“Ask yourself, is this a real person?” Hartinger says. “Do I believe this person really exists, or is it just a coat rack on which to hang my plot? Spend time with this character and learn everything you possibly can about him or her. Get inside your character’s head. Dig down and find out who he or she is!”
Adds Barrett, “It helps if I can base the character at least partially on a real person and imagine how they’d react in a particular situation. In various rewrites, they lose that resemblance to a certain extent, but it’s definitely still there.”
Challenge strong characters with strong plotting. If your character’s struggle is easily overcome, readers won’t get as emotionally involved. “Make things worse for your character,” Barrett says.
Rebuild your characters as they journey through their story. This may take a lot of new planning, writing and rearranging.
“I’m a very disorganized writer who gets through a manuscript mostly on feel,” Jenkins says. “This means a ton of rewriting, moving things, gutting scenes, cannibalizing them if needed.”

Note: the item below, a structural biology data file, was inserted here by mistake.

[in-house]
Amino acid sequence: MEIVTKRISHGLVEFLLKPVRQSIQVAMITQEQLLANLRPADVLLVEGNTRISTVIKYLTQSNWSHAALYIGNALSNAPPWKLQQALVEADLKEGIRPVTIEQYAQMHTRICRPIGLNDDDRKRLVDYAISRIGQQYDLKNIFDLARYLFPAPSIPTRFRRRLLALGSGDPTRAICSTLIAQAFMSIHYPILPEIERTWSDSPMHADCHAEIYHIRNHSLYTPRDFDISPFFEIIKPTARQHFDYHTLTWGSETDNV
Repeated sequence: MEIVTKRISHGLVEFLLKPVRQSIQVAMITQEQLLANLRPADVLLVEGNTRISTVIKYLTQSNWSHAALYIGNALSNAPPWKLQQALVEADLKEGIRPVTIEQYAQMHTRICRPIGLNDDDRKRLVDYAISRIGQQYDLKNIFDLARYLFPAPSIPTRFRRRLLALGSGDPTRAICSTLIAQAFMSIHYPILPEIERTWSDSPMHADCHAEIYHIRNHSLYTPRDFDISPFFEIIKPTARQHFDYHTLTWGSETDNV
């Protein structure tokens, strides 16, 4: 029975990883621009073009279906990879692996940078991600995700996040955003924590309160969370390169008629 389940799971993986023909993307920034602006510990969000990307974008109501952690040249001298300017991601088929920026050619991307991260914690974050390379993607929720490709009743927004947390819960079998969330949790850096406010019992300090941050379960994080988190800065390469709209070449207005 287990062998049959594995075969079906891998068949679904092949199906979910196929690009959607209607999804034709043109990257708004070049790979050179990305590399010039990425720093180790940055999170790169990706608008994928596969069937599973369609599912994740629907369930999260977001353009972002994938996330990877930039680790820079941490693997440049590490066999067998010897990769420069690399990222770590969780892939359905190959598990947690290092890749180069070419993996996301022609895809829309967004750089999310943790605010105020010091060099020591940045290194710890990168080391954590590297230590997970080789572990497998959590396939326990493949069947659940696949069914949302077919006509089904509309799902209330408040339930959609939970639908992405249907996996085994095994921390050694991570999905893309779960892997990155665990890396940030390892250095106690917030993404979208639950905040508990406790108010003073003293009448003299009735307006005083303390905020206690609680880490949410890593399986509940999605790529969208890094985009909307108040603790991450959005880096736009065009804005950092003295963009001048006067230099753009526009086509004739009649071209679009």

When plot is a struggle, the story itself falls flat. If you have great characters with no place to go, you may have a character sketch, but is it a full-fledged novel? Whether it’s plotting or character that is your weak area, the best answer is digging deeper and working harder. And just like your character, you’ll have overcome your own story problem and grown and changed in the process.
In the end, what do your readers want? Do they care if you have both character and plot that are strong, memorable, well-thought-out?
“As a teacher, I pay attention to what my students read and what they care about,” MacCready says. “Sometimes they want drama, sometimes they want action, sometimes humor. Mostly they want to be ‘in’ a book. They want to be sucked in by good storytelling, and to me that means a good combination of character and plot.”
Kathryn Lay is the author of Crown Me!, a middle-grade novel, and Josh’s Halloween Pumpkin, a picture book. Her series Wendy’s Weather Warriors is due out soon. She has had 1,800 articles, essays and stories in magazines and anthologies. Web: www.kathrynlay.com. E-mail: firstname.lastname@example.org.
(This article appeared in the June 2010 issue of The Writer.)